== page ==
Robin — February 22, 1909

February 22, 1909

Kelowna, B. C.

My dearest Kathleen,

I think by now that you will have got my letter saying I have every intention of coming back in April.  I hope you’re feeling just a little pleased about it, because I certainly am.  I am slowly getting things all cut and dried, that is as far as plans are concerned, but of work itself I can’t do very much at present.  I have given the Thompson boys the contract of putting up my hay for me.  They are exactly the people I wanted to take the job on.  They have worked here for me haying each summer so know exactly how it’s done.  I was lucky to get them.  I am trying to sell the house I have in town now and if that goes I shall be able to pay off all my bills and still have some to spare.  I didn’t get my hay all sold this winter, which was rather trying, but I would rather keep it than sell it too cheaply; also if I don’t sell it now I shall have it to sell next fall, by which time I expect to be very, very broke after an idle summer in England with all sorts of odds and ends to buy.  Next summer, Kathleen, gives promise of being all that I can possibly wish for.  I can imagine nothing better than spending the summer in England engaged to be married to you and then marrying you at the end of it and coming out here.  As a matter of fact there is one improvement and that is getting married first and spending the summer in England afterwards.  That I fear is unlikely.  I don’t think I mind whether we are “officially” engaged or not.  I shall take every opportunity of seeing you whenever I can and if we do meet at a dance I shall take all the dances I can persuade you to give me, and if the dowagers wag their silly old heads, they must do so.  No one can stop me marrying you now except you yourself, and I don’t think you will, consequently I am beginning to feel very elated.  Honestly, dear, I feel happier now than I have ever felt in my life, and you’re the cause of it all.  It won’t be long now before I tell you so.

I went down to the Mallams’ for the weekend.  He had some fresh records for the pianola and I was rather disappointed in them.  They have a circulating library for records down at Victoria and apparently not a very good one, as Mallam sent a list of sixty and got very few that he asked for and in their catalogues I couldn’t find half the nice things I expected.  The only way to get them is to buy them (the good ones) outright in New York.  Did I tell you that Mallam’s is the same make as yours except that it is piano and pianola combined.  I believe they are the best.  It is a great scheme of yours to bring the one you have out here.  I think our letters crossed saying it was imperative we should have one.  I don’t know how pianos stand the sea voyage but out here thy are somewhat expensive.  Mallam’s pianola-piano cost £180 and a piano here costs about £100 and then it’s a cheap one, so I imagine it would be best to buy the whole outfit in England and ship them or it out here with the curtains and furnishings I hope to buy if I can induce you to accompany up to London sometime and do some shopping.  Rather a fearsome ordeal, but if we can get in a theatre or two it wouldn’t be so bad.  I know I should feel like a lost sheep if I got into Maples’ or somewhere with the idea of buying curtains and furniture that didn’t clash too much.  We shan’t have to buy so very much furniture as we shan’t want an awful lot, but such things as winter and summer curtains (does one have two kinds?), rugs, and all sorts of things that you know more about than I do had much better be got in England and sent out here to await our coming.  I believe the best way to send them is by sailing boat via Cape Horn, as that saves nearly all the railway journey and when you start to send much by rail out here the cost of the article is as nothing compared to the cost of sending it.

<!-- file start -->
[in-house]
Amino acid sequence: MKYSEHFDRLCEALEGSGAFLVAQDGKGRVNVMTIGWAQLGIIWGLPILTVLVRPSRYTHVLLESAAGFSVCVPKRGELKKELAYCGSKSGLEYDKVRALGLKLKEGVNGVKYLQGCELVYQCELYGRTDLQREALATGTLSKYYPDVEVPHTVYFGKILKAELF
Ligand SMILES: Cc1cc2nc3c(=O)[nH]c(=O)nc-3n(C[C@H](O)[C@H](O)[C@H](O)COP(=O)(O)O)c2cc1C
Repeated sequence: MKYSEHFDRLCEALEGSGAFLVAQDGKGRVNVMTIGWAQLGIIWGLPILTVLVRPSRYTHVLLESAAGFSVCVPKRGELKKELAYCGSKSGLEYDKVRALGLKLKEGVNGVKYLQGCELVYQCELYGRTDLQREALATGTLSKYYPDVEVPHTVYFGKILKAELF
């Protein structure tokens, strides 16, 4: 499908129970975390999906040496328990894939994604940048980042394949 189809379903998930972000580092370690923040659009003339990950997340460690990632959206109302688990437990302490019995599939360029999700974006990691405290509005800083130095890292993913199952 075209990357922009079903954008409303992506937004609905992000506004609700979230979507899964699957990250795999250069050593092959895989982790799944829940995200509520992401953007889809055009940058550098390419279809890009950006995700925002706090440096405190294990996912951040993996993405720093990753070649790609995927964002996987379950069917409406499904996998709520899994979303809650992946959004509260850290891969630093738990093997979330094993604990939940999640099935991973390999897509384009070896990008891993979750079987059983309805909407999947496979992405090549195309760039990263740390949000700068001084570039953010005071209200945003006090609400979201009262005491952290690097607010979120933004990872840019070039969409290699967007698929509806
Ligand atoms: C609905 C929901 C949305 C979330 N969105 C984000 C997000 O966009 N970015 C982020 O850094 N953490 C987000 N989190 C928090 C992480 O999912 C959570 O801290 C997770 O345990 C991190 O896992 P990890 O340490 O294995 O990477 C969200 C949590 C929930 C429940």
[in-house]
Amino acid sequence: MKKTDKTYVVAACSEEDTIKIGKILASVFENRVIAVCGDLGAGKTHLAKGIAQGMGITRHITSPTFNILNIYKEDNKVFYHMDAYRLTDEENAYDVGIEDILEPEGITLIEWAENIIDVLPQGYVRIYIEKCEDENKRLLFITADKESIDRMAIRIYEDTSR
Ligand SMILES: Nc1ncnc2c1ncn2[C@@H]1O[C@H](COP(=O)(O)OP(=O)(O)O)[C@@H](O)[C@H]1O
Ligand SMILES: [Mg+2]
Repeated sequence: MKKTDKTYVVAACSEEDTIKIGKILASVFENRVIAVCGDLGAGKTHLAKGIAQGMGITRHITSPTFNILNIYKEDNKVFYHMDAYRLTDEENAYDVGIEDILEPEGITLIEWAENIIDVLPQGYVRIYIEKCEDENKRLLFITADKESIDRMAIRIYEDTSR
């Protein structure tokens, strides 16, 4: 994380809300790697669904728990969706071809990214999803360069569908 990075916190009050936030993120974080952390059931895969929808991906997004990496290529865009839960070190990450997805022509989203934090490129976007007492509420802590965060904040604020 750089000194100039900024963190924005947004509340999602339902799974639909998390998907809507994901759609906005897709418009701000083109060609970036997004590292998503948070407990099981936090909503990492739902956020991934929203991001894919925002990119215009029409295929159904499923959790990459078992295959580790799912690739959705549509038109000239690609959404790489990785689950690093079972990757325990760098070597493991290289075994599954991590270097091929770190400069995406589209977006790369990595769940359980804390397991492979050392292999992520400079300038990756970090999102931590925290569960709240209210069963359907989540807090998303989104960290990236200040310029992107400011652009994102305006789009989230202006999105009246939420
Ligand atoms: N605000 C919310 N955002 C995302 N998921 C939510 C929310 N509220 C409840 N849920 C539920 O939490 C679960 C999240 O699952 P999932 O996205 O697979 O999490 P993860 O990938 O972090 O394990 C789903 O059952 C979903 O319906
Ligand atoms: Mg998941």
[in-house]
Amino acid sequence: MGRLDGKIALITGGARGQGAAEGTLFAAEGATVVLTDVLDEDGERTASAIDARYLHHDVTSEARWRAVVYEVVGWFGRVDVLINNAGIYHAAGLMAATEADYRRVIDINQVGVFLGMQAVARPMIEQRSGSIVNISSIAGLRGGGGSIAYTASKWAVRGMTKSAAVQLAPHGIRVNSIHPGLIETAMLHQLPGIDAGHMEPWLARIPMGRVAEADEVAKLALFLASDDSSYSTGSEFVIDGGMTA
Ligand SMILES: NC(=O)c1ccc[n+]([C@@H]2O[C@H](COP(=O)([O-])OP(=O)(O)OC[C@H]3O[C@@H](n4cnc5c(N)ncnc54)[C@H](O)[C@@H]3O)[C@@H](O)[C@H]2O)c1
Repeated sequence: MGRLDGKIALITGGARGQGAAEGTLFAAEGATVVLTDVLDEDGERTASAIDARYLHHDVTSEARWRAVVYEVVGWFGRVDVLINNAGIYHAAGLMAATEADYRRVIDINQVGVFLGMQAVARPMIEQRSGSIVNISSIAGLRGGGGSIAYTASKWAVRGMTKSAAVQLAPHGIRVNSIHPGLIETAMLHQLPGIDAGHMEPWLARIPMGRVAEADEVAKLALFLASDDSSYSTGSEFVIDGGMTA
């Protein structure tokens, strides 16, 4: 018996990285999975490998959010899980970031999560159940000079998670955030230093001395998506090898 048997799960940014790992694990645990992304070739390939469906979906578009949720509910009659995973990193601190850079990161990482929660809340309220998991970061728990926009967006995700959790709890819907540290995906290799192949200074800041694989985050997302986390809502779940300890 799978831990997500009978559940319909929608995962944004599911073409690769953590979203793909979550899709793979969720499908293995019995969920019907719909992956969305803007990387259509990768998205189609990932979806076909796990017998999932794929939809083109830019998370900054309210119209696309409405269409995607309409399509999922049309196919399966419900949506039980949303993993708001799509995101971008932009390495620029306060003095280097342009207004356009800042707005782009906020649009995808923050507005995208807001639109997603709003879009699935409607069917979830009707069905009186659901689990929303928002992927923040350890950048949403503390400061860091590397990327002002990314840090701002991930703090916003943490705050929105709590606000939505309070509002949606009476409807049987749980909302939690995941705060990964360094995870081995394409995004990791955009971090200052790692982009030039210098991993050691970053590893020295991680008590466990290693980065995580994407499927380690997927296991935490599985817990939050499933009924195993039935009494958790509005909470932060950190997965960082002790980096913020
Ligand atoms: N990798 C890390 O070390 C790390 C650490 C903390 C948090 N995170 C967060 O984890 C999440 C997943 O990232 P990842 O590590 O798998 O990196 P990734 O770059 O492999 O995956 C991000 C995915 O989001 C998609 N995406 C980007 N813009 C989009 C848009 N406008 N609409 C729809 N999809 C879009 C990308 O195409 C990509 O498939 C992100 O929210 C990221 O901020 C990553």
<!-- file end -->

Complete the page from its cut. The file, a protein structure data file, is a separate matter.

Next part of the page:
Tomorrow night I go out to dinner with some people called Carruthers.  Why I don’t know, as it’s a house I never called at and have only met Mrs. Carruthers quite recently although she has lived here about three years.  I couldn’t refuse though, as I pleaded former engagements to the first two dates offered me.  Without being offensive, I couldn’t refuse the third suggestion.  I don’t at all approve of going to houses unless I know the people very well but when that is accomplished I rather like going out, as you may judge from my letters.  My capacity for small talk was always a minus quality, and I know nothing more paralysing than a dinner party.  On Wednesday Harry and I are going down to another show, a professional one this time, which may possibly be good but I doubt it.  Next Saturday we go to the Cleminsons’ and come back Sunday this time, now that work has started again.

I have been clearing off the rubbish from the ground that will one day make a tennis court.  I hope to get it ploughed up this spring and this fall I hope to level it.  It would be great to have a good tennis court on the place.  You and I will play Norah and Harry.  Do you think they will ever get fixed up?  I wish they would.  N. is your friend and Harry is mine and it would be fine if we were all out here together.  We shall have to send for Norah one of these days, I expect when Harry’s fruit trees start to bear, and she can be your lady help for a while and I will sit at the front gate with a gun and keep Harry off each day till Norah has done her allotted work.  I wonder how she’d like the prospect.  I am afraid I am much too selfish to want anybody else in the house just at first, but Harry’s trees won’t bear for another year or two so there’s no hurry.

No more news.

Yours as always,



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